Our conversation eventually reaches the topic of the manner in which music is taught throughout the education system in this country, and one of the things that strike me about the energy of the band is that these are not just people who are passionate about what they do, they’re people who have all gone through the education system and tried to make it work for them. “I think they should make music as important as subjects like Maths and English,” says Jono. “I spent loads of time learning classically, and with an instrument like the sax, I kind of felt like I was missing out a bit.” Georgia, a final year music student herself, says that music education needs to encourage playing as a group. “And not just formally playing with other people,” she adds. “Playing in brass bands and orchestras – just having a jam.”
That’s not to say that the band don’t discourage solo performance, however – far from it. With lots of their material being heavily improvised, there’s a huge requirement for an understanding of the way in which music works at a fundamental and theoretical level, something which the band feel the education system at the moment doesn’t cater for: “I didn’t come from a classical background,” Jay tells me. “I think I would have liked to know a little bit more about how it works, rather than just picking up an instrument with just four strings, strumming it and hoping for the best.” Jay feels that academia in music has become far too strict and perhaps a little formulaeic, adding that it is subject to creative ideas and how you want the music to develop and how it should be performed. “There’s no right or wrong answer, like there is in subjects like maths. There’s so many ways music can be expressed, so why should you have to learn it in just one way?”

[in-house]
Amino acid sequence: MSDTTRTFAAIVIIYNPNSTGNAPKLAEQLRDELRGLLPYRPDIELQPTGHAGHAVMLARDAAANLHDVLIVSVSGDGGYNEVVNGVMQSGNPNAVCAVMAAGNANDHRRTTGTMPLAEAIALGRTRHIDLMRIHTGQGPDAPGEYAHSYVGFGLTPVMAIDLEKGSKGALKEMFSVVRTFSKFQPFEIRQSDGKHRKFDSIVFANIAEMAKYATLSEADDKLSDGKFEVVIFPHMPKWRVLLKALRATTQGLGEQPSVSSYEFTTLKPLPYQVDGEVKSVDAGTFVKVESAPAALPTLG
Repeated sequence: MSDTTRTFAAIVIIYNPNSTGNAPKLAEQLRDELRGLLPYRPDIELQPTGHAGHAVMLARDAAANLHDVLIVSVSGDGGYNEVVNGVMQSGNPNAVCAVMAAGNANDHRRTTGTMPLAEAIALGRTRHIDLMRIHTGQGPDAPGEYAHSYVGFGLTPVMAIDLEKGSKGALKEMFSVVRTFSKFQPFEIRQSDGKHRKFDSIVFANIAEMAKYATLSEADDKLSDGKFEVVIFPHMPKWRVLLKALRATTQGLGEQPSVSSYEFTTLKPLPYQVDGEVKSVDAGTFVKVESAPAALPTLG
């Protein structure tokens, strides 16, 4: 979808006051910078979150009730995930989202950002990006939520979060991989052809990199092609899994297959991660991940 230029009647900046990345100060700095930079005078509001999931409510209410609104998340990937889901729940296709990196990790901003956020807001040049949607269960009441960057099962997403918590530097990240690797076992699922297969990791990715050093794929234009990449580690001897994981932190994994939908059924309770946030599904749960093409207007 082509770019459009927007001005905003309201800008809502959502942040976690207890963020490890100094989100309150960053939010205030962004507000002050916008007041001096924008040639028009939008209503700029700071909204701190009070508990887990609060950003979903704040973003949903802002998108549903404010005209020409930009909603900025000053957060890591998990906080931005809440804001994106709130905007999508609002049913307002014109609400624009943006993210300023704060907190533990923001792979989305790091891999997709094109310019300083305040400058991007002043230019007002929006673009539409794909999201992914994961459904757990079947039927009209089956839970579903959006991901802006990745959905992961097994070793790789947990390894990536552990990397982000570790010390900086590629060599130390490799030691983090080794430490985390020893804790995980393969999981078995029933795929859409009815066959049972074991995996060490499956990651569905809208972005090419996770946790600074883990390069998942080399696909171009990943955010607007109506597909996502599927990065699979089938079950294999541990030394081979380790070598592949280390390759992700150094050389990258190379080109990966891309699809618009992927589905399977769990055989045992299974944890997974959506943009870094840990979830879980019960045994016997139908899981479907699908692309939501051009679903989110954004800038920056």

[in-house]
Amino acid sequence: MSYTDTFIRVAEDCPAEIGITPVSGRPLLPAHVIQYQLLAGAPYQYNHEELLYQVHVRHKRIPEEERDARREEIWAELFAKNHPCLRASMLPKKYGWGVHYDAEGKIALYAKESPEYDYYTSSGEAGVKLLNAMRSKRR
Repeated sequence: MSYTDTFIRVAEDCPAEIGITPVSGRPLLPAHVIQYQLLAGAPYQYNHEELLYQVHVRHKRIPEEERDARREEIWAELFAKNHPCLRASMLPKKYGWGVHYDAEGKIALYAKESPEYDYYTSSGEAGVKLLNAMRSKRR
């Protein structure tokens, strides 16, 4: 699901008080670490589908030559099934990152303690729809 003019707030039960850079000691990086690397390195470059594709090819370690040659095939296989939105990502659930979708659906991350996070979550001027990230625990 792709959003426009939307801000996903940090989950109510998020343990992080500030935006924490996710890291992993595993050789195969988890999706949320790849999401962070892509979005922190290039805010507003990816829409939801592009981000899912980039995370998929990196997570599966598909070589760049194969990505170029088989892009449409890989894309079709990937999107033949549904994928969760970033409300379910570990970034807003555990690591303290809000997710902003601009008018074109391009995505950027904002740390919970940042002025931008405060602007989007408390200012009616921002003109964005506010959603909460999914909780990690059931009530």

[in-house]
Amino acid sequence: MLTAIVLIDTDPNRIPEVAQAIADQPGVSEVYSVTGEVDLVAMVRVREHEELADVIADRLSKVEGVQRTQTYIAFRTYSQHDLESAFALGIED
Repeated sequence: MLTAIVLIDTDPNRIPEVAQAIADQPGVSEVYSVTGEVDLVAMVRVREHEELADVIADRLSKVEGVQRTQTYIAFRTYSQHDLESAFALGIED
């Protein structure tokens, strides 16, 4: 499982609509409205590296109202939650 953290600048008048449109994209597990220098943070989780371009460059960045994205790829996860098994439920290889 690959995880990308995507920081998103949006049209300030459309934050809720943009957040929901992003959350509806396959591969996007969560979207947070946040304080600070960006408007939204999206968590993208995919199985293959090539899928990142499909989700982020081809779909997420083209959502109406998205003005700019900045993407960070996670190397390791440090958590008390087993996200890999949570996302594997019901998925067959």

It’s clear that the band is not short of ambition either. They’ve just spent a few days in a recording studio and look set to be releasing an EP of some description before the band comes to a natural end and they go their own separate ways at the end of this academic year. I asked them whether there was anything that could still keep the band together. All of them enthusiastically told me that if they were approached by the right people and asked to go on tour (“That would be so much fun!” Georgia exclaims) or sign a record deal, they would do so in a heartbeat, even if it meant giving up a £5m a year job working for the prince of some country somewhere. But they’re all realists, and they understand that if such an offer were to be made, they’d be asked to change things about their sound or their music to make them commercially viable. “We do this for fun,” Jay says, with Georgia adding that they’d reject any change they’re asked to make if it meant changing their chemistry, their musicality or their enjoyment of what it is they’re doing.
Sadly, though, the band have yet to receive a record deal of any description, let alone one where they wouldn’t be expected to make significant changes, so it does look like the end is nigh. “We’ll do a reunion gig!” Jay reassures me. But it’s still planned to be full steam ahead right up until the very end. Despite the demands of their various university courses, they have several more gigs lined up in and around Uxbridge, as well as in Central London. It will be a shame to see such a unique and interesting group of musicians disband and go their own separate ways, but with the experience of the past three years under their belts, they say they would encourage more individuals to get together with any combination of instruments and make it work, even if it is just for fun.
Featured Image Credit: Marco Gorelli